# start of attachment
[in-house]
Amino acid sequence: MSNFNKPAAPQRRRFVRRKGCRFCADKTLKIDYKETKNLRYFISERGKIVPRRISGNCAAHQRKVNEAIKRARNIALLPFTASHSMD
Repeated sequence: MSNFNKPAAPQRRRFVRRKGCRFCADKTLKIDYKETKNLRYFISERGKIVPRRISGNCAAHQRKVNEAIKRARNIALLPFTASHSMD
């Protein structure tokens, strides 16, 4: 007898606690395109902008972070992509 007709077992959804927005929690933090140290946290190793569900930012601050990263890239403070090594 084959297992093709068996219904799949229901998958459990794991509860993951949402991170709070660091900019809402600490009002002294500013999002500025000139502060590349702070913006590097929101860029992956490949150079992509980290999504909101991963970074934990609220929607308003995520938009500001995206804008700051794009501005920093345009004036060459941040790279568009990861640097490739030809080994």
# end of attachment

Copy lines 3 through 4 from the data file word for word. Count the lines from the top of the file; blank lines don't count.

Repeated sequence: MSNFNKPAAPQRRRFVRRKGCRFCADKTLKIDYKETKNLRYFISERGKIVPRRISGNCAAHQRKVNEAIKRARNIALLPFTASHSMD
């Protein structure tokens, strides 16, 4: 007898606690395109902008972070992509 007709077992959804927005929690933090140290946290190793569900930012601050990263890239403070090594 084959297992093709068996219904799949229901998958459990794991509860993951949402991170709070660091900019809402600490009002002294500013999002500025000139502060590349702070913006590097929101860029992956490949150079992509980290999504909101991963970074934990609220929607308003995520938009500001995206804008700051794009501005920093345009004036060459941040790279568009990861640097490739030809080994």